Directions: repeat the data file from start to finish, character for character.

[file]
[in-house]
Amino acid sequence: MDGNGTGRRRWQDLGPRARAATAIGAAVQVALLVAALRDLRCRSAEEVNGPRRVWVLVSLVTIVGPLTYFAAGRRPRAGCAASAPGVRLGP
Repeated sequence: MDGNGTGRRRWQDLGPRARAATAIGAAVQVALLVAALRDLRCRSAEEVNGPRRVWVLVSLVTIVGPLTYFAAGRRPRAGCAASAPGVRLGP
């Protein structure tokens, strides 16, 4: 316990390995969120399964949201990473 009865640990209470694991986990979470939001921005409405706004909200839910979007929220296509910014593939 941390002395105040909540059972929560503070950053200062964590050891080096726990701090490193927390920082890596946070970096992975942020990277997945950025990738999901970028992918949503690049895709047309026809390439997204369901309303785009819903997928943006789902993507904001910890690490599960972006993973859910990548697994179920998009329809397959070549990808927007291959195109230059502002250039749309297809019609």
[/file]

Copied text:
[in-house]
Amino acid sequence: MDGNGTGRRRWQDLGPRARAATAIGAAVQVALLVAALRDLRCRSAEEVNGPRRVWVLVSLVTIVGPLTYFAAGRRPRAGCAASAPGVRLGP
Repeated sequence: MDGNGTGRRRWQDLGPRARAATAIGAAVQVALLVAALRDLRCRSAEEVNGPRRVWVLVSLVTIVGPLTYFAAGRRPRAGCAASAPGVRLGP
């Protein structure tokens, strides 16, 4: 316990390995969120399964949201990473 009865640990209470694991986990979470939001921005409405706004909200839910979007929220296509910014593939 941390002395105040909540059972929560503070950053200062964590050891080096726990701090490193927390920082890596946070970096992975942020990277997945950025990738999901970028992918949503690049895709047309026809390439997204369901309303785009819903997928943006789902993507904001910890690490599960972006993973859910990548697994179920998009329809397959070549990808927007291959195109230059502002250039749309297809019609």